“Given the reaction in Muslim quarters to certain passages of the Holy

Father’s address at the University of Regensburg, and the clarifications and explanations already presented through the director of the Holy See Press Office, I would like to add the following:

“The position of the Pope concerning Islam is unequivocally that expressed by the conciliar document Nostra Aetate (The Relation of the Church to Non-Christian Religions): ‘The Church also regards the Muslims with esteem. They adore the one God, living and subsisting in himself, merciful and all-powerful, the Creator of heaven and earth, who has spoken to men; they take pains to submit wholeheartedly to even his inscrutable decrees, just as Abraham, with whom the faith of Islam takes pleasure in linking itself, submitted to God. Though they do not acknowledge Jesus as God, they revere him as a prophet. They also honor Mary, his virgin Mother; at times they even call on her with devotion. In addition, they await the Day of Judgment when God will render their deserts to all those who have been raised up from the dead. Finally, they value the moral life and worship God especially through prayer, almsgiving and fasting.’

“The Pope’s option in favor of interreligious and intercultural dialogue is equally unequivocal. In his meeting with representatives of Muslim communities in Cologne, Germany, on Aug. 20, 2005, he said that such dialogue between Christians and Muslims ‘cannot be reduced to an optional extra,’ adding:  ‘The lessons of the past must help us to avoid repeating the same mistakes. We must seek paths of reconciliation and learn to live with respect for each other’s identity.’

“As for the opinion of the Byzantine emperor Manuel II Paleologus that he quoted during his Regensburg talk, the Holy Father did not mean, nor does he mean, to make that opinion his own in any way. He simply used it as a means to undertake — in an academic context, and as is evident from a complete and attentive reading of the text — certain reflections on the theme of the relationship between religion and violence in general, and to conclude with a clear and radical rejection of the religious motivation for violence, from whatever side it may come. On this point, it is worth recalling what Benedict XVI himself recently affirmed in his commemorative message for the 20th anniversary of the Interreligious Meeting of Prayer for Peace, initiated by his predecessor John Paul II at Assisi in October 1986: ‘Demonstrations of violence cannot be attributed to religion as such but to the cultural limitations with which it is lived and develops in time. ... In fact, attestations of the close bond that exists between the relationship with God and the ethics of love are recorded in all great religious traditions.’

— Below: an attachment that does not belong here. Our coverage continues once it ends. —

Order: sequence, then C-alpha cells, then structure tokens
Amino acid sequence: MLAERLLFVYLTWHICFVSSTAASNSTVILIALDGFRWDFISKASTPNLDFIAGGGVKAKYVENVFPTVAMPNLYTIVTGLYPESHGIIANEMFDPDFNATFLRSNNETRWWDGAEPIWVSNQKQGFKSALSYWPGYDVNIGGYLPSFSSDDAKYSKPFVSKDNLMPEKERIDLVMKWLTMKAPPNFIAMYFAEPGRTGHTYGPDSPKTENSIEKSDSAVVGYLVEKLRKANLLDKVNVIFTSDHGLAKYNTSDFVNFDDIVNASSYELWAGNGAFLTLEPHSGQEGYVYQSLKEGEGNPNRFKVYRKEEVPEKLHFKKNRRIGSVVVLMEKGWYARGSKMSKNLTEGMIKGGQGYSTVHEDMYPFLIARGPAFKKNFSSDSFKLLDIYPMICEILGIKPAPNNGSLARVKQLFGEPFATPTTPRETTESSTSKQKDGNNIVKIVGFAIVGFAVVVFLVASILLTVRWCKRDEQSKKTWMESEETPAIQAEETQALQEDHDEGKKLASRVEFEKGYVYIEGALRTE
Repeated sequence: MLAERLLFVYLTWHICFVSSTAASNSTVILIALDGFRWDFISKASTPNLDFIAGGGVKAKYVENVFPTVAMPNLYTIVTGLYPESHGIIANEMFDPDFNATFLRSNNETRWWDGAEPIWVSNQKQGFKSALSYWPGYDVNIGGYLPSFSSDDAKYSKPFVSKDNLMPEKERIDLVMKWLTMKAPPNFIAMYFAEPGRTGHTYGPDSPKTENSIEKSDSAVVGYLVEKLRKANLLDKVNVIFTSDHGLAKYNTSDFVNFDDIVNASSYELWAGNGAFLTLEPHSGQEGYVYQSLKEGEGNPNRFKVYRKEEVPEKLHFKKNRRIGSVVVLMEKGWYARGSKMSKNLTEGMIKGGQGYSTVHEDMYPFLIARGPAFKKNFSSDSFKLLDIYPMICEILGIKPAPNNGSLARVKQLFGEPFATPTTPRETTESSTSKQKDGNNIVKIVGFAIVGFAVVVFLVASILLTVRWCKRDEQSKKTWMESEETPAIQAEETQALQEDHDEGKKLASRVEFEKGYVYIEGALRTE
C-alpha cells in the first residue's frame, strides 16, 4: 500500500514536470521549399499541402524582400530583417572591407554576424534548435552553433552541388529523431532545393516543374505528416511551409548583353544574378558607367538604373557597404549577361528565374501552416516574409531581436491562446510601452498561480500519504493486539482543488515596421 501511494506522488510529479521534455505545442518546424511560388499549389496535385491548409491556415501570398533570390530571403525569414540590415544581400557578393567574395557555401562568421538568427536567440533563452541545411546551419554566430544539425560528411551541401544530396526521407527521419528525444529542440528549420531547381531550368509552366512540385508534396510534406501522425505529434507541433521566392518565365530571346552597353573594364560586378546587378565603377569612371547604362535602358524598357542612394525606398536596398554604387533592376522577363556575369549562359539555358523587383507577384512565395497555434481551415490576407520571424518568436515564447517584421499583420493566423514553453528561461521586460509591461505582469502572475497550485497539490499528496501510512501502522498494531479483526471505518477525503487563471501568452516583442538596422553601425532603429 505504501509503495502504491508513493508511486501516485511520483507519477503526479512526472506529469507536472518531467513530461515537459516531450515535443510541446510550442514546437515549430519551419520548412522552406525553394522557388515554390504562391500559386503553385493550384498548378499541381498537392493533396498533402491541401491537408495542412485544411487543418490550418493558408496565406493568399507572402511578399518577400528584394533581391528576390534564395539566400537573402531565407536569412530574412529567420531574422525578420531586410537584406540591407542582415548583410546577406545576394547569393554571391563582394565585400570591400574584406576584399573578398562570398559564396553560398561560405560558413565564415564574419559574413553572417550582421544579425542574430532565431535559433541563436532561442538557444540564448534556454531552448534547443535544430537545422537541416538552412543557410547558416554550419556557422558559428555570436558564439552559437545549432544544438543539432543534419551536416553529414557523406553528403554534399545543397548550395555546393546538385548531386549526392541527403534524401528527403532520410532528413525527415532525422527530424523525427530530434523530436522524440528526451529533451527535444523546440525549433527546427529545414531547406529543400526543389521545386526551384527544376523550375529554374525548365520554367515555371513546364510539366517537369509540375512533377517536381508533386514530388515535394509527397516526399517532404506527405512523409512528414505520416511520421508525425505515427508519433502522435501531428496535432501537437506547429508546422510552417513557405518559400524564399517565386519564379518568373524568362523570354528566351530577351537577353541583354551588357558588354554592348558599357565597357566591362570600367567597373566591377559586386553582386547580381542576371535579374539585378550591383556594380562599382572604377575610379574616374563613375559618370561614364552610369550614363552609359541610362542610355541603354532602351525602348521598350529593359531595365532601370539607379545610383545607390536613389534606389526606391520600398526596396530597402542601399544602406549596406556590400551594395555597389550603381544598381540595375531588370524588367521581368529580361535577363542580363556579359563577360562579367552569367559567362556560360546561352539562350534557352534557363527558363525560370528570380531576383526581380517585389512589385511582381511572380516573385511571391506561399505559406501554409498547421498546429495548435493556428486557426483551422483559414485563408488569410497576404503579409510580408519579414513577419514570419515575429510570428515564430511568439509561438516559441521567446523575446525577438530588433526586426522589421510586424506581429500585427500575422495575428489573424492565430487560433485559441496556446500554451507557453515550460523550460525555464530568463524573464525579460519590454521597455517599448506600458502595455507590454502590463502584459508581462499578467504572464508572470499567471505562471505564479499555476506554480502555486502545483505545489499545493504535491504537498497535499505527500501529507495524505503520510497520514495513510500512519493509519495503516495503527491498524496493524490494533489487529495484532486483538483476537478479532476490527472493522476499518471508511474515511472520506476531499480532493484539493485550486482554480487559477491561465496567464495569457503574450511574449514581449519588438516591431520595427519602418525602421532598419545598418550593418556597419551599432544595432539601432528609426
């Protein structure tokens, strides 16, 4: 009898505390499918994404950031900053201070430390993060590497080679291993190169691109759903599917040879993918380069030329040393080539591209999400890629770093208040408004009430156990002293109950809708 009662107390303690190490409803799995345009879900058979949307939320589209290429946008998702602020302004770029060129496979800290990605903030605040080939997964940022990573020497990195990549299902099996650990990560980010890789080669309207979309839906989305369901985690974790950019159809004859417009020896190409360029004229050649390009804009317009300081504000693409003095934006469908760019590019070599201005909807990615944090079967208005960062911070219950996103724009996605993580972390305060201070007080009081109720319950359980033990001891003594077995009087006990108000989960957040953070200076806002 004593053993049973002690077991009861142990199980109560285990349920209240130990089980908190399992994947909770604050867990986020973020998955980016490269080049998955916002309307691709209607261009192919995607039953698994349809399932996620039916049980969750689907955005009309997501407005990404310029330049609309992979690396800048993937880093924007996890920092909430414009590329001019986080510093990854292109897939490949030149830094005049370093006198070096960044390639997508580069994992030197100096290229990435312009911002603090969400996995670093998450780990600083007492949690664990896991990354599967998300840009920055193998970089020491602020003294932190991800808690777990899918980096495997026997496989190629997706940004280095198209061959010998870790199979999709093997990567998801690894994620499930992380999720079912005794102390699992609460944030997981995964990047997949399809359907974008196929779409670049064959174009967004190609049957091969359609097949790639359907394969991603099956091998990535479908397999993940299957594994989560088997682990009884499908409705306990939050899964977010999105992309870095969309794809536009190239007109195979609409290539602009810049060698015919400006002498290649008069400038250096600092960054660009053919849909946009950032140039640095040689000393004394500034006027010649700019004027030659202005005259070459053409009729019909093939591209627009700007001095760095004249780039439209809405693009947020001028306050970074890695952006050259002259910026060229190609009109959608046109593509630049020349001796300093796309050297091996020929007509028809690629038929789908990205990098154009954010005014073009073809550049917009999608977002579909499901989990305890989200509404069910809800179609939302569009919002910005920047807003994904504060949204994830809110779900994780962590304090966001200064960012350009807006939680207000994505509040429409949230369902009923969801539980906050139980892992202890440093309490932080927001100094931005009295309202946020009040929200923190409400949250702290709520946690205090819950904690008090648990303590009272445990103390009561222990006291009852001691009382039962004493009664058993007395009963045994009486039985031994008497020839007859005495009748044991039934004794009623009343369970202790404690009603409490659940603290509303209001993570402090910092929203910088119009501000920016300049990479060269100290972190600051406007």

“The Holy Father thus sincerely regrets that certain passages of his address could have sounded offensive to the sensitivities of the Muslim faithful, and have been interpreted in a manner that in no way corresponds to his intentions. Indeed it was he who, before the religious fervor of Muslim believers, warned secularized Western culture to guard against ‘the contempt for God and the cynicism that considers mockery of the sacred to be an exercise of freedom.’

“In reiterating his respect and esteem for those who profess Islam, he hopes they will be helped to understand the correct meaning of his words so that, quickly surmounting this present uneasy moment, witness to the ‘Creator of heaven and earth, who has spoken to men’ may be reinforced, and collaboration may intensify ‘to promote together for the benefit of all mankind social justice and moral welfare, as well as peace and freedom.’”

Vatican Information Service